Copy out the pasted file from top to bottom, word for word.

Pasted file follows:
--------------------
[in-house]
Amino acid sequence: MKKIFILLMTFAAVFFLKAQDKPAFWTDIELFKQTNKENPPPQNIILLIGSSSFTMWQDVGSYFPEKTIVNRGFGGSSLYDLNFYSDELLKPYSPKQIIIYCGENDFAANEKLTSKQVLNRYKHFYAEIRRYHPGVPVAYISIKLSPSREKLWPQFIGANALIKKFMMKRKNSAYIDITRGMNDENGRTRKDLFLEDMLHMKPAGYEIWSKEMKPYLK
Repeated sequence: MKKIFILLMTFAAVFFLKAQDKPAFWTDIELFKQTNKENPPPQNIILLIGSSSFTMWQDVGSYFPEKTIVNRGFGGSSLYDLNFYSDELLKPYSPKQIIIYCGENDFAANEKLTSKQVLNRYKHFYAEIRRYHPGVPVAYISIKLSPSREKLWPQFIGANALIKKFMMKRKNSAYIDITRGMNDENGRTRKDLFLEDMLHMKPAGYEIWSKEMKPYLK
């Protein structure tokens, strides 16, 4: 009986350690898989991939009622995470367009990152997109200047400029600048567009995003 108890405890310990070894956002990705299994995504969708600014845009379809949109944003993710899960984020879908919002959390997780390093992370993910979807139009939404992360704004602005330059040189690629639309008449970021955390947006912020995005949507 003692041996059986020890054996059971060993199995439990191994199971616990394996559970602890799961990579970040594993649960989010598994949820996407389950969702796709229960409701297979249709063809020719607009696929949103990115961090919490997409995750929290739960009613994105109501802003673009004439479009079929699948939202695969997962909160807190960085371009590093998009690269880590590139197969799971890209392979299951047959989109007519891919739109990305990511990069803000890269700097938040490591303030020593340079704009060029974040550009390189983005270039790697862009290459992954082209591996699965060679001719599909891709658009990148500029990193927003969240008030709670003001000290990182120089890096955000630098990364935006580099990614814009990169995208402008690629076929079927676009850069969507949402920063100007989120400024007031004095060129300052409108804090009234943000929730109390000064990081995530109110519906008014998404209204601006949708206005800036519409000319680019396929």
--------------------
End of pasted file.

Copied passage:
[in-house]
Amino acid sequence: MKKIFILLMTFAAVFFLKAQDKPAFWTDIELFKQTNKENPPPQNIILLIGSSSFTMWQDVGSYFPEKTIVNRGFGGSSLYDLNFYSDELLKPYSPKQIIIYCGENDFAANEKLTSKQVLNRYKHFYAEIRRYHPGVPVAYISIKLSPSREKLWPQFIGANALIKKFMMKRKNSAYIDITRGMNDENGRTRKDLFLEDMLHMKPAGYEIWSKEMKPYLK
Repeated sequence: MKKIFILLMTFAAVFFLKAQDKPAFWTDIELFKQTNKENPPPQNIILLIGSSSFTMWQDVGSYFPEKTIVNRGFGGSSLYDLNFYSDELLKPYSPKQIIIYCGENDFAANEKLTSKQVLNRYKHFYAEIRRYHPGVPVAYISIKLSPSREKLWPQFIGANALIKKFMMKRKNSAYIDITRGMNDENGRTRKDLFLEDMLHMKPAGYEIWSKEMKPYLK
């Protein structure tokens, strides 16, 4: 009986350690898989991939009622995470367009990152997109200047400029600048567009995003 108890405890310990070894956002990705299994995504969708600014845009379809949109944003993710899960984020879908919002959390997780390093992370993910979807139009939404992360704004602005330059040189690629639309008449970021955390947006912020995005949507 003692041996059986020890054996059971060993199995439990191994199971616990394996559970602890799961990579970040594993649960989010598994949820996407389950969702796709229960409701297979249709063809020719607009696929949103990115961090919490997409995750929290739960009613994105109501802003673009004439479009079929699948939202695969997962909160807190960085371009590093998009690269880590590139197969799971890209392979299951047959989109007519891919739109990305990511990069803000890269700097938040490591303030020593340079704009060029974040550009390189983005270039790697862009290459992954082209591996699965060679001719599909891709658009990148500029990193927003969240008030709670003001000290990182120089890096955000630098990364935006580099990614814009990169995208402008690629076929079927676009850069969507949402920063100007989120400024007031004095060129300052409108804090009234943000929730109390000064990081995530109110519906008014998404209204601006949708206005800036519409000319680019396929």